Why are there so many buildings on the James Fletcher Hospital site that are not being used? The former military barracks is a case in point, as well as the Thwaites building (a former in-patient unit) constructed after the 1989 earthquake, it also sits idle. The Thwaites building could be adaptively reused instead of constructing the new in-patient facility that is currently underway at the old parsonage site just a few metres away. With the former Shortland Clinic in the process of being demolished this week, the community needs to be asking what the site is being prepared for, has it been earmarked for development just as the Royal Newcastle Hospital site was? This historic area must continue to remain in public ownership.
The hospital site was first known as the “Newcastle Asylum for Imbeciles & Idiots” and was the only hospital of its type in NSW, established to alleviate overcrowded asylums in Sydney. Although treatments have changed since 1871, what have remained are the beautiful grounds, open space and colonial architecture of the hospital. The ‘oval’, formerly a military parade ground is an historic feature and this with the built heritage have served patients and staff well;- the institution was one of the oldest of its type in continuous use in Australia (until June 2009).
During the 1870s a program to beautify the grounds was undertaken by the hospital superintendant, Mr Frederick Cane, reflecting the philosophy of moral therapy or open air treatment to restore mental health through work, exercise and recreation. There was community pride in the hospital grounds. Later, with the increase of drugs to treat mental illness, the use of the outdoors changed and therapy moved indoors.
The area has been in continuous governmental ownership since 1804 and is an exemplar of the Macquarie period and the convict system, older than the better known sites such as Hyde Park Barracks, Great North Road and Port Arthur. Government House was located on upper Watt Street where the Commandant could oversee the settlement. During Governor Macquarie’s administration two coal shafts were sunk (1814-16), worked by convicts, located on the hospital grounds. One shaft was named after Commandant Wallis; however these were later renamed the ‘Asylum’ Shafts and are the first vertical, working coal mines in Australia and possibly the Southern Hemisphere. The hillside was levelled for the military barracks to be erected, with quarrying completed using convict prisoner labour in the 1830s, changing the landform and providing a wonderful secluded place from the activity of the city.
Relics of the parsonage have recently been uncovered, making this the oldest visible built heritage in Newcastle (corner Church & Newcomen Streets). This was a great example of adaptive reuse (1819-2008) and demonstrates the continuous recycling of buildings from one use to another. Similarly, the past and present use of the military barracks and military hospital circa 1843, represent the exceptionally long life of some of the buildings on the site. Because the Health Department has provided consistent management and maintenance many of the early colonial buildings have successfully outlived modern buildings, such as the nearby former Shortland Clinic built in 1964.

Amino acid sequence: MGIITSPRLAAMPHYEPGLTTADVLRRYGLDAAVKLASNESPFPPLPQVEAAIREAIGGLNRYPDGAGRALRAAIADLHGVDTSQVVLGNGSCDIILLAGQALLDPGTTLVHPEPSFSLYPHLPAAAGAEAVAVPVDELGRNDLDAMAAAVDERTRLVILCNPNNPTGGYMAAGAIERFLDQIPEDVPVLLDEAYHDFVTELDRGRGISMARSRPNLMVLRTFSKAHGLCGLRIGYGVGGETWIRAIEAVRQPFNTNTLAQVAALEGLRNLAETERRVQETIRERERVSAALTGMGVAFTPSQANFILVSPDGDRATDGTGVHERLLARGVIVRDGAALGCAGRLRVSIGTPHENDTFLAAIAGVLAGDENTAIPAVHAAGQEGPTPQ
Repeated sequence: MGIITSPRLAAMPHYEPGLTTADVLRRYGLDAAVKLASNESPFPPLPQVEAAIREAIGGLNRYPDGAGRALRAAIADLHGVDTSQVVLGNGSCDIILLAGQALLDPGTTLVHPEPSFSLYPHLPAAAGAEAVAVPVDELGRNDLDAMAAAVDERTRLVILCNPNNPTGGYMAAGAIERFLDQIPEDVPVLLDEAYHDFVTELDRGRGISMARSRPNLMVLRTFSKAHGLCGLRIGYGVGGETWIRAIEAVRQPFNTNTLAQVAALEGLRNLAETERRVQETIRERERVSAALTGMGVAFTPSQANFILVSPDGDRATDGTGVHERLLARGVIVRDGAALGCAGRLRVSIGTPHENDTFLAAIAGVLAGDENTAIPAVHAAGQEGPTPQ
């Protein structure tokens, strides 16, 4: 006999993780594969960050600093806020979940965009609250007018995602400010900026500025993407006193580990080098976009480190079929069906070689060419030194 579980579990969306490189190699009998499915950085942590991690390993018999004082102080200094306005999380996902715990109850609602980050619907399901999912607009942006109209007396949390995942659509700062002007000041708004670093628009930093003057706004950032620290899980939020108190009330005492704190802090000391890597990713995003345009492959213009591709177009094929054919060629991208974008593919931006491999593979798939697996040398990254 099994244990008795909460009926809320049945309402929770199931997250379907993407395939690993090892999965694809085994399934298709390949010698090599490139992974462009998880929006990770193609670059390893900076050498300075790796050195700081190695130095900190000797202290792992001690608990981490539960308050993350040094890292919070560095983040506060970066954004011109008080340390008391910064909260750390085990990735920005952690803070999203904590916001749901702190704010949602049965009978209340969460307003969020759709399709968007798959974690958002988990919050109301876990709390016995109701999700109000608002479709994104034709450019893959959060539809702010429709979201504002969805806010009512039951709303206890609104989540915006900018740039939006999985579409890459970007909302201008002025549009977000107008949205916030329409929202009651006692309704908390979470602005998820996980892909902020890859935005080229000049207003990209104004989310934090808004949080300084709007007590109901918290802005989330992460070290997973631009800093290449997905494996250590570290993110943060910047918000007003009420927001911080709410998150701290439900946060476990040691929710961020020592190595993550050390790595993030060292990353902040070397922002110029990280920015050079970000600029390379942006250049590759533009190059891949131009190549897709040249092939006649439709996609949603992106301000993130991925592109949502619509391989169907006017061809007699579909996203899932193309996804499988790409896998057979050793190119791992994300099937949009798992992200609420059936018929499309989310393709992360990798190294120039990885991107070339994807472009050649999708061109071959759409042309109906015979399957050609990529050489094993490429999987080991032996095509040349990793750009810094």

Most of the old parsonage (circa 1819) on the hospital site was demolished in June 2009. Although an archaeological investigation was undertaken, there is a need for meaningful interpretation of the relics that remain. Unfortunately the parsonage (also known as Reception House) was not on the State Heritage Register. The former Minister for Planning gave consent for demolition in 2007 using Part 3 of the EP&A Act, after Newcastle Council had refused consent.
It is essential that the heritage significance of this convict, mining and military site be fully acknowledged, and for this reason the Hunter Regional Committee of the National Trust has submitted a nomination to have the area placed on the State Heritage Register. The area has also been nominated to the National Trust Heritage at Risk Program.
We can learn from the past how to reuse and adapt existing built assets. The James Fletcher Hospital, with its exceptional significance as a government site since 1804, was the site of the Newcastle Military Barracks and for 138 years an evolving psychiatric hospital, representing significant change and adaptability. We should not lose sight of our history, or of the ‘stories’ written in the landscape and in the buildings that continue to exist. History, heritage, transition and change must go hand in hand in a considered and caring way.
(Published Newcastle Herald 15 Oct, 2009. Author Ann Hardy)